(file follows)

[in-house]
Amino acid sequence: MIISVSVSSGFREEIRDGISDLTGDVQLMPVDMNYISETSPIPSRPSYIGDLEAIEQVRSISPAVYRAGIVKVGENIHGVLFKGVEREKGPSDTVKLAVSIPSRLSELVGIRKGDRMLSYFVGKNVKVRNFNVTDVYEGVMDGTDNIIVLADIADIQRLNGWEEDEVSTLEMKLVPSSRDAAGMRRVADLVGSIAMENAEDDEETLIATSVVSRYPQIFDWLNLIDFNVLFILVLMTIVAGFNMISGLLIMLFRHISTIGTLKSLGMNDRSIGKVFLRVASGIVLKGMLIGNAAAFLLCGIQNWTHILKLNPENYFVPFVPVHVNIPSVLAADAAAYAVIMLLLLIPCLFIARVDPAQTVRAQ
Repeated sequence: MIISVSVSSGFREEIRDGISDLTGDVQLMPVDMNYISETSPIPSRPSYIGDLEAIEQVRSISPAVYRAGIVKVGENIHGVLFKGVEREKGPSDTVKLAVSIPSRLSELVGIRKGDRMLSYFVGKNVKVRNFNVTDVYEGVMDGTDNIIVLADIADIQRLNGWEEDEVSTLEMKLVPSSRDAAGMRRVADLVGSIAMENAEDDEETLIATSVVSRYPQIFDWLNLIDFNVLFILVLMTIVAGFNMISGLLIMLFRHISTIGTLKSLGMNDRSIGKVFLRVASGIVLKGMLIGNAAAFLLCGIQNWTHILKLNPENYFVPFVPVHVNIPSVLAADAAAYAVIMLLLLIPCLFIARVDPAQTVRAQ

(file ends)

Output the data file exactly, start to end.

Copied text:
[in-house]
Amino acid sequence: MIISVSVSSGFREEIRDGISDLTGDVQLMPVDMNYISETSPIPSRPSYIGDLEAIEQVRSISPAVYRAGIVKVGENIHGVLFKGVEREKGPSDTVKLAVSIPSRLSELVGIRKGDRMLSYFVGKNVKVRNFNVTDVYEGVMDGTDNIIVLADIADIQRLNGWEEDEVSTLEMKLVPSSRDAAGMRRVADLVGSIAMENAEDDEETLIATSVVSRYPQIFDWLNLIDFNVLFILVLMTIVAGFNMISGLLIMLFRHISTIGTLKSLGMNDRSIGKVFLRVASGIVLKGMLIGNAAAFLLCGIQNWTHILKLNPENYFVPFVPVHVNIPSVLAADAAAYAVIMLLLLIPCLFIARVDPAQTVRAQ
Repeated sequence: MIISVSVSSGFREEIRDGISDLTGDVQLMPVDMNYISETSPIPSRPSYIGDLEAIEQVRSISPAVYRAGIVKVGENIHGVLFKGVEREKGPSDTVKLAVSIPSRLSELVGIRKGDRMLSYFVGKNVKVRNFNVTDVYEGVMDGTDNIIVLADIADIQRLNGWEEDEVSTLEMKLVPSSRDAAGMRRVADLVGSIAMENAEDDEETLIATSVVSRYPQIFDWLNLIDFNVLFILVLMTIVAGFNMISGLLIMLFRHISTIGTLKSLGMNDRSIGKVFLRVASGIVLKGMLIGNAAAFLLCGIQNWTHILKLNPENYFVPFVPVHVNIPSVLAADAAAYAVIMLLLLIPCLFIARVDPAQTVRAQ